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F is for Family

photo lifted from my Aunt Nancy’s Facebook feed

The most unexpected thing about my Granddad’s memorial service/celebration of life/[insert ostensibly uplifting euphemism for “funeral” of your choice here] was that it really was uplifting.

Granddad is the first Important Person in my life who has died. I’m 32 years old, and I realize exactly how unbelievable that is. I didn’t know what to expect from the experience of celebrating his memory, and I haven’t really known what to say about it. It feels wrong, somehow, to say this, but… I found the whole thing pretty amazing and wonderful. It was incredible to meet so many people who said, “your Granddad was one of my favorite people.” It was surprisingly fun having my entire extended family in one place, for the expressed purpose of spending time together. I’m the farthest away by a wide margin, and have been for fourteen years. It’s amazing how much we’ve all changed (and stayed the same) during that time. It’s especially gratifying spending time with all of my cousins. We’ve all turned out, in my humble opinion, to be pretty cool people.

After the service, we gathered out in front of the church. My Grandmom and Granddad attended this church for decades. It was a beautiful day. The dogwoods were blooming, the humidity hadn’t yet reached sauna levels, and there was a soft breeze. My parents, aunts, and uncles had compiled a selection of photographs for the post-service visitation. One of them was a family portrait that was taken about 10-12 years ago, and which hung in my grandparents’ various homes until only a few months ago. We gathered ourselves on the steps in the same configuration, recruited a passerby to wield the camera, and took this photo. I love it. He would have loved it. He would have loved the entire celebration.

We aren’t all the first man on the moon, we don’t all invent penicillin or write a piece of music that anyone can recognize by ear. But we can all leave the world a better place than it was when we entered it. My grandparents were (and are) amazing people, who touched an untold number of lives over the years. And they left us behind to carry on their legacy. I’m so glad to be a part of it all.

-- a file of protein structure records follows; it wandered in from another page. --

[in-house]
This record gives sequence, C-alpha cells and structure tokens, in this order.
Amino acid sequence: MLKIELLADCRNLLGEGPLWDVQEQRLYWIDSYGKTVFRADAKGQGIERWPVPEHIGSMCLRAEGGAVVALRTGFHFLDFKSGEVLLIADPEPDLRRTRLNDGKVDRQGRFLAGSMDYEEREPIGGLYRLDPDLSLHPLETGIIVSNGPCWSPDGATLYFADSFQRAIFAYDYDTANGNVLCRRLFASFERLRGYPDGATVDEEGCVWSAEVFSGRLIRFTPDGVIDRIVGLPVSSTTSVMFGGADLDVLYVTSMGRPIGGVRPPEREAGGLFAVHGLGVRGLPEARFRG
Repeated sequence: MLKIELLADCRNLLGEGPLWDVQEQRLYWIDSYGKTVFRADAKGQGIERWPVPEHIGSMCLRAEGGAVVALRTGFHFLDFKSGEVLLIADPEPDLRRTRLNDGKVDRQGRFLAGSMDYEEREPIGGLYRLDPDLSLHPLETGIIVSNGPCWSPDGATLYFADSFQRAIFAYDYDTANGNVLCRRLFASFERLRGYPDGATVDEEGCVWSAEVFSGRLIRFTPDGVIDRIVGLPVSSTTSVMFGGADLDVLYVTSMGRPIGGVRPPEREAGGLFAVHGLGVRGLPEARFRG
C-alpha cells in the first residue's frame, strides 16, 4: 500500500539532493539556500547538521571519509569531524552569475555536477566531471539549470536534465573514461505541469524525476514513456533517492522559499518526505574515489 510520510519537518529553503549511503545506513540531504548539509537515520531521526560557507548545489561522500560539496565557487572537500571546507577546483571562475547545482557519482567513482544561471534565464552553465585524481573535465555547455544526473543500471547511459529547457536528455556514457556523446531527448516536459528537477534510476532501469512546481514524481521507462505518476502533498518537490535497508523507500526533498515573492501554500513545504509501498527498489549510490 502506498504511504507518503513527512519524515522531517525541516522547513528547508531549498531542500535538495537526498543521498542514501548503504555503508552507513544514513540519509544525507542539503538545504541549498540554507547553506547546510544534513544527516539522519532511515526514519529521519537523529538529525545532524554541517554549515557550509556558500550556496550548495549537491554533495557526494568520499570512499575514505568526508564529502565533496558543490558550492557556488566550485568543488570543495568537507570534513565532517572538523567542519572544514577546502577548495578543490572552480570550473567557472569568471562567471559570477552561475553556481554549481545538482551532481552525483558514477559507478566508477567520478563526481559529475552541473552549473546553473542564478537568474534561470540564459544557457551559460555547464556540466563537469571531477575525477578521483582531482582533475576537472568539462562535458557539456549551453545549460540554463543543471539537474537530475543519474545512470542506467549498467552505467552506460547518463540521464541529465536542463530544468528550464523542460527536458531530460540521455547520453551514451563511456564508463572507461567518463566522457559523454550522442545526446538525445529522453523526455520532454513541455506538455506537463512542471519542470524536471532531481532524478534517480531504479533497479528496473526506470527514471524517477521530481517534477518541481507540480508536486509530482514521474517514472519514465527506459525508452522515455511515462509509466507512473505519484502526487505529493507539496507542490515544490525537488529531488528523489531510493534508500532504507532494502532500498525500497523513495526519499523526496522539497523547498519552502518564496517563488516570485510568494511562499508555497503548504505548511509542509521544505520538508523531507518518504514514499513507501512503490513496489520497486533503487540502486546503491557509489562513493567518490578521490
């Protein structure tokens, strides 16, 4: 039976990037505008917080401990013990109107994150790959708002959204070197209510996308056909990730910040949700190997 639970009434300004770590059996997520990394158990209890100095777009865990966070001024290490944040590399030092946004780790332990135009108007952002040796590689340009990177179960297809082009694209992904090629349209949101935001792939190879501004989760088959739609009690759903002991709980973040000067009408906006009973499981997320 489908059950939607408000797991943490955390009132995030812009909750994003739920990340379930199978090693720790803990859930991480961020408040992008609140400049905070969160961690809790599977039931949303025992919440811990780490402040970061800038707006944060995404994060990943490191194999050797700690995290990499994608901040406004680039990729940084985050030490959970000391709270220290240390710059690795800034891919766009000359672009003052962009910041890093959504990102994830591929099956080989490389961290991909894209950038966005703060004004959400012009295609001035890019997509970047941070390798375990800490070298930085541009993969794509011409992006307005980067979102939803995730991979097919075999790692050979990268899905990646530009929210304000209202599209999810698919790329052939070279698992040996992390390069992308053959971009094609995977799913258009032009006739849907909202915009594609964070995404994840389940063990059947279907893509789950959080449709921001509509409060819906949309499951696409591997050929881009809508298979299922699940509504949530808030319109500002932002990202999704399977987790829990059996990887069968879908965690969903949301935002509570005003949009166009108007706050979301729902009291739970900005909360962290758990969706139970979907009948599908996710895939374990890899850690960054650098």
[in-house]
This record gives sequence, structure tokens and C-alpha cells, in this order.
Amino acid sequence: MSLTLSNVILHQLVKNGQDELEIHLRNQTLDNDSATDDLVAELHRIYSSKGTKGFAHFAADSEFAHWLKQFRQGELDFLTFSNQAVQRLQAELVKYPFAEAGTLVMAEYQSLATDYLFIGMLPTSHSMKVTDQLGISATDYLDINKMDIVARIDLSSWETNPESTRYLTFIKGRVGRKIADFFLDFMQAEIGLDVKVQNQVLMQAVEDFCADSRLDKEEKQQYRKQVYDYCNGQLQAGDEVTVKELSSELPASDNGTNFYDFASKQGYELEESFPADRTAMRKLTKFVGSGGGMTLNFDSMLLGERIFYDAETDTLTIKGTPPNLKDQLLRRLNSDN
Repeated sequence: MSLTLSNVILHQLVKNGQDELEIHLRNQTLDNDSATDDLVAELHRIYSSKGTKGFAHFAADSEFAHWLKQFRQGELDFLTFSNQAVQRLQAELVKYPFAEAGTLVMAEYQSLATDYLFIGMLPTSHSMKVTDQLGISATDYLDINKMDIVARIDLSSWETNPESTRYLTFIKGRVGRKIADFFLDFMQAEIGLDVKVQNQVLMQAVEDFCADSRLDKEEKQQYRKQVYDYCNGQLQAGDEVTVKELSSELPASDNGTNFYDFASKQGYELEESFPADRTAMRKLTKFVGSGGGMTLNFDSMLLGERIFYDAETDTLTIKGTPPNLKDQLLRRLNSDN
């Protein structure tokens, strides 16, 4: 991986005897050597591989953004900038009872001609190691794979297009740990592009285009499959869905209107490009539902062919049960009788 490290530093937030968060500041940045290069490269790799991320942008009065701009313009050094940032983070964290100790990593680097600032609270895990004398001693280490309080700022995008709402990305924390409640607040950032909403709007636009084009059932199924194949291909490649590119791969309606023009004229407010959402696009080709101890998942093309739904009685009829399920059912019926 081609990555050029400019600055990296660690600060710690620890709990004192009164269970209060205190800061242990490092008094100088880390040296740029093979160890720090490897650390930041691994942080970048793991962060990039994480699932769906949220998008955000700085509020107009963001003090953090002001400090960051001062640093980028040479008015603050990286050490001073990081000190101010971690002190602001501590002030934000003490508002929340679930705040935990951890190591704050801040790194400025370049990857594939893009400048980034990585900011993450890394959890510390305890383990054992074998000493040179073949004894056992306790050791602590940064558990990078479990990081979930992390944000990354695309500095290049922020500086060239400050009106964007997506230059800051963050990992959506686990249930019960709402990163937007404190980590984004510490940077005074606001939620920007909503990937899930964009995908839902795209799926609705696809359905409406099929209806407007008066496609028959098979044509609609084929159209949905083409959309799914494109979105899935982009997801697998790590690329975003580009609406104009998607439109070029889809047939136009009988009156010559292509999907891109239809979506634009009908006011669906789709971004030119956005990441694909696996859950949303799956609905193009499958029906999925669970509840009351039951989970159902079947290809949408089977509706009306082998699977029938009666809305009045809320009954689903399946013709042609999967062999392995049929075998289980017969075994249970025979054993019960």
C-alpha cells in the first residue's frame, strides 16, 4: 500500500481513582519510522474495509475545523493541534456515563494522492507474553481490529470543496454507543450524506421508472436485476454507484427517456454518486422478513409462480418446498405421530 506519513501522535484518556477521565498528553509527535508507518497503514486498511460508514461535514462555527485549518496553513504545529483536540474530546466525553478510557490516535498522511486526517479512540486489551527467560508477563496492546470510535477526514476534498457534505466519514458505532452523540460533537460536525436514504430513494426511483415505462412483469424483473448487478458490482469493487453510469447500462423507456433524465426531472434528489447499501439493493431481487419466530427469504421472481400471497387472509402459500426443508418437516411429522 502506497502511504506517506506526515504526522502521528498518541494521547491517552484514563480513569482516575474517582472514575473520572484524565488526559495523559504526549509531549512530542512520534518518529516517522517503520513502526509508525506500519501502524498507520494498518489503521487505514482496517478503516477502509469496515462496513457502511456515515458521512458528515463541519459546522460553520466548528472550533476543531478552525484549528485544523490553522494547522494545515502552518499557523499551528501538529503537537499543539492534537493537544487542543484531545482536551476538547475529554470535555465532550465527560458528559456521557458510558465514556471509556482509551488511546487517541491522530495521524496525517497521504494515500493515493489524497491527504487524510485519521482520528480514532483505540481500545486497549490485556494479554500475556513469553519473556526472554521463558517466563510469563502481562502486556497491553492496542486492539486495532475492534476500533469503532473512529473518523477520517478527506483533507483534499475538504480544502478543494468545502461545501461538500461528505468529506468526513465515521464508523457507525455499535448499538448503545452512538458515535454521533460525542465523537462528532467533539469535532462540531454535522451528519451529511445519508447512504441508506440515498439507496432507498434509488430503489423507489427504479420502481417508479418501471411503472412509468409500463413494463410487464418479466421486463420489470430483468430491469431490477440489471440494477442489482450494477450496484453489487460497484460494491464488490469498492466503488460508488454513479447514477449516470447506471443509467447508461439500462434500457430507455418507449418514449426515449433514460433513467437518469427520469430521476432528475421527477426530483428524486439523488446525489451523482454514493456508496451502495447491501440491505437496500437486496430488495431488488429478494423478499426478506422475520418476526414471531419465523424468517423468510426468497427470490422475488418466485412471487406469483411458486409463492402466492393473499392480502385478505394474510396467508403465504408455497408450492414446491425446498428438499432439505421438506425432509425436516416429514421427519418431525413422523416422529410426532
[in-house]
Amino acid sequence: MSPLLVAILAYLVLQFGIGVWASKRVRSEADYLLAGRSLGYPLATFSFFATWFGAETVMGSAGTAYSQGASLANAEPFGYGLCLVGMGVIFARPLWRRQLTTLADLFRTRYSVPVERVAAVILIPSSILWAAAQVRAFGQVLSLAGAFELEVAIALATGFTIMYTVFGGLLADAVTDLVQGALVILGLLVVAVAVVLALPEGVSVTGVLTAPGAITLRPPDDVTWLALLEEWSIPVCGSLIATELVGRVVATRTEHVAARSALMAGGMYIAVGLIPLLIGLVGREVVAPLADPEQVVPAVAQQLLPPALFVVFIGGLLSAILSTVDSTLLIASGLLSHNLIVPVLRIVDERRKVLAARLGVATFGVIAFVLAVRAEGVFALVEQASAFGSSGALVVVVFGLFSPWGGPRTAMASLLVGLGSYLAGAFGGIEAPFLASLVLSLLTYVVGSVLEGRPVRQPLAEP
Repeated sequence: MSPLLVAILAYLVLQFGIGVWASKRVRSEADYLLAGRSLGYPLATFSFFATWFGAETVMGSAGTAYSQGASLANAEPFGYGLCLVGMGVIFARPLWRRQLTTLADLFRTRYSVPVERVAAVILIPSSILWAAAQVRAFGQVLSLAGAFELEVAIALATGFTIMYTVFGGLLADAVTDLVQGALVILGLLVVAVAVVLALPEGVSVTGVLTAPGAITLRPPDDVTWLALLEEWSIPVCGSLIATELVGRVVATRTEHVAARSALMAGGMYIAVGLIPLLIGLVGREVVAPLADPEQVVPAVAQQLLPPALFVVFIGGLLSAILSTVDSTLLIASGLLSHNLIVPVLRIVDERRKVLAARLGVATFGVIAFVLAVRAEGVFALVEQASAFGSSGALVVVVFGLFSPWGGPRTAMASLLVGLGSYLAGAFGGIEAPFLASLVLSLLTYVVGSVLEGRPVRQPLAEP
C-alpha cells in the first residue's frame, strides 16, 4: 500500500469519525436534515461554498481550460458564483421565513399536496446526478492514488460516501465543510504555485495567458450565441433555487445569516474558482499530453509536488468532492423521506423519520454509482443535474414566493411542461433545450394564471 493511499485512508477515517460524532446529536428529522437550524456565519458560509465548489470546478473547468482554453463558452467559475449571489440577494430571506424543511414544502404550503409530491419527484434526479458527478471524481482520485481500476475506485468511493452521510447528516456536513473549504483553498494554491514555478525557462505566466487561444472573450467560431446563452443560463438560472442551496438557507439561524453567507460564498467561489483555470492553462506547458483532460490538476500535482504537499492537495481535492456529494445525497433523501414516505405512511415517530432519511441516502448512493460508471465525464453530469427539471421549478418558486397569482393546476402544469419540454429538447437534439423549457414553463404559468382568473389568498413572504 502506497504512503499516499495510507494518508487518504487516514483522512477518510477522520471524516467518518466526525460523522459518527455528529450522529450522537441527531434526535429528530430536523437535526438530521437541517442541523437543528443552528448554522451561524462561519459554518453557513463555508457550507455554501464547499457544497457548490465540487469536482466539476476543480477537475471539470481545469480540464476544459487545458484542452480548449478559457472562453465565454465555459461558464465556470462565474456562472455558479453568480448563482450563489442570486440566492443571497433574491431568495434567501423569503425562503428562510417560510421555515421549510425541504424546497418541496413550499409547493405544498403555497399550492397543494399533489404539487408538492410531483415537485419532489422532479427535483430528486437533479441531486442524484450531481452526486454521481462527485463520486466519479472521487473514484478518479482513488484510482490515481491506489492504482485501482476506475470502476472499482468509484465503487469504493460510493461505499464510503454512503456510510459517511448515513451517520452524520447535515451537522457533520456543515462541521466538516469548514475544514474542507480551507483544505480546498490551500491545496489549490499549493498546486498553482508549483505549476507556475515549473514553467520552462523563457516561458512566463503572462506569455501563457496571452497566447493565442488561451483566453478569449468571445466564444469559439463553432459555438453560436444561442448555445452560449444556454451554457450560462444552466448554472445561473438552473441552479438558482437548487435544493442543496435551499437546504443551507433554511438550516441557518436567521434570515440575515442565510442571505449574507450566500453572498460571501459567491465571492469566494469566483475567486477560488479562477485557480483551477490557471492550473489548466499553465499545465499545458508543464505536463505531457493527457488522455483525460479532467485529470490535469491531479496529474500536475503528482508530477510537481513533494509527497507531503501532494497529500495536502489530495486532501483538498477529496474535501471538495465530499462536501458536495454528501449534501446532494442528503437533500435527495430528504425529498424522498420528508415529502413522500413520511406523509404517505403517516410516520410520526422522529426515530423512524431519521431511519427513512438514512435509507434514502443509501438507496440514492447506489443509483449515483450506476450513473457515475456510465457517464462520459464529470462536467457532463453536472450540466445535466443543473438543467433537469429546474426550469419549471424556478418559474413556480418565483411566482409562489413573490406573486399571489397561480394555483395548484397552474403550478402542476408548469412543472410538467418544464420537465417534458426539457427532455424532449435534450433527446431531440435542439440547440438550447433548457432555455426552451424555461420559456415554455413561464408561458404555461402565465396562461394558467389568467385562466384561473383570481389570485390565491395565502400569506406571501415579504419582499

{ 4 comments… add one }
  • sizzle April 29, 2013 at 7:32 am

    As sad of an occasion it was, I’m glad you could be altogether. It somehow makes a person feel less alone in their grief.

  • heidikins April 29, 2013 at 2:25 pm

    “It’s amazing how much we’ve all changed (and stayed the same)…” I love this. I feel this way about my extended family as well. We are spread from Hawaii to Alaska to New York to Florida and I doubt we’ll ever all be in one place again. But when i do get to catch up with a few of them I always love how much THE SAME there is in our relationships.

    Beautiful post, my dear.


  • kris April 30, 2013 at 5:36 pm

    So so gorgeous. Loving that last paragraph, too. What a delicious life it is. So glad he lived his that way, and your family too. Thanks for your lovely note, my dear. Don’t ever apologize for the long comments. 🙂

  • Aunt Kathy May 8, 2013 at 9:10 am

    Oh what a delightful surprise F was for me today! You have such a lovely way with words and an uncanny ability to express what’s in my heart.

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